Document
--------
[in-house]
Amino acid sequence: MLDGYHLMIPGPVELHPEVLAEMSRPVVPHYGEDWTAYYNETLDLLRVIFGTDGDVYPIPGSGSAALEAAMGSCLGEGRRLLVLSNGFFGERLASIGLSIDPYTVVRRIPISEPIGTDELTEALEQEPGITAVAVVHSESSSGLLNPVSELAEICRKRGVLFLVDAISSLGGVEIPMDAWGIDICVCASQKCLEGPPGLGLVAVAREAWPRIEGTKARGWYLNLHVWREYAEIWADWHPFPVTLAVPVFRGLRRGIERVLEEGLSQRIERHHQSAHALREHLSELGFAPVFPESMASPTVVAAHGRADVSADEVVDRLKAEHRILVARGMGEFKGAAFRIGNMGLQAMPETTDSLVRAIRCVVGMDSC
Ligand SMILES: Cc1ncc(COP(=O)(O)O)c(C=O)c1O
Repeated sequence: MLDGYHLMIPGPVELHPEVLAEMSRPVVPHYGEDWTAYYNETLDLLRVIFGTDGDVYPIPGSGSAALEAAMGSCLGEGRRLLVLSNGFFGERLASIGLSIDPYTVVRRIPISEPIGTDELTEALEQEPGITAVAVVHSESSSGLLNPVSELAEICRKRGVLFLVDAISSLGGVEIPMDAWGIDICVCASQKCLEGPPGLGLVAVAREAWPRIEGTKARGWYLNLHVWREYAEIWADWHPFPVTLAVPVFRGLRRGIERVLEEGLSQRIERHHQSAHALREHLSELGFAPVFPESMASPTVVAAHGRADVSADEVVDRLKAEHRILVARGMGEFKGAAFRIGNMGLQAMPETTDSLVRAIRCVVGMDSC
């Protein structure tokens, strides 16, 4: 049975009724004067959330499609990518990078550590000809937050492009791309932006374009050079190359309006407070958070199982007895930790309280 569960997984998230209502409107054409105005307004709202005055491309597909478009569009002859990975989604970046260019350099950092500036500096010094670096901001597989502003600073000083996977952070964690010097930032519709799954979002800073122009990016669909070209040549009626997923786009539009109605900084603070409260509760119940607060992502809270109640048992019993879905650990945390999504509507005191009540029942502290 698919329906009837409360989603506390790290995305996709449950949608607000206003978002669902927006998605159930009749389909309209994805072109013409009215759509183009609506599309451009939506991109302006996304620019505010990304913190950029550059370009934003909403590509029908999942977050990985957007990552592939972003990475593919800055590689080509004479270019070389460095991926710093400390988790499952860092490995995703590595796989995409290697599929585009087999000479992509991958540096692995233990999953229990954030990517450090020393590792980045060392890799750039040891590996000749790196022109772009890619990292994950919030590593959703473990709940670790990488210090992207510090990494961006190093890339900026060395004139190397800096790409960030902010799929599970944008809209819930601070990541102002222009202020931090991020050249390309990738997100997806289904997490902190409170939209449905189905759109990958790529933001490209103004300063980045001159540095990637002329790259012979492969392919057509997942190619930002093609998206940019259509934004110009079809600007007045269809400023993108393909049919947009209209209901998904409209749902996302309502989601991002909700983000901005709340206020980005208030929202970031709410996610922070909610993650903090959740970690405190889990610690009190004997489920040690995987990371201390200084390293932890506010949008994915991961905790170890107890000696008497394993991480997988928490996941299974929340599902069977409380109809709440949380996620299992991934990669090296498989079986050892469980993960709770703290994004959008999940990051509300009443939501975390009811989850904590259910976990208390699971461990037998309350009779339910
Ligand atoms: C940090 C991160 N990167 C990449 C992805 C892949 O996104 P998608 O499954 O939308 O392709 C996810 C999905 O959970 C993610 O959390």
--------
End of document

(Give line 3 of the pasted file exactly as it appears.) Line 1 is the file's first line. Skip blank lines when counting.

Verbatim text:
Ligand SMILES: Cc1ncc(COP(=O)(O)O)c(C=O)c1O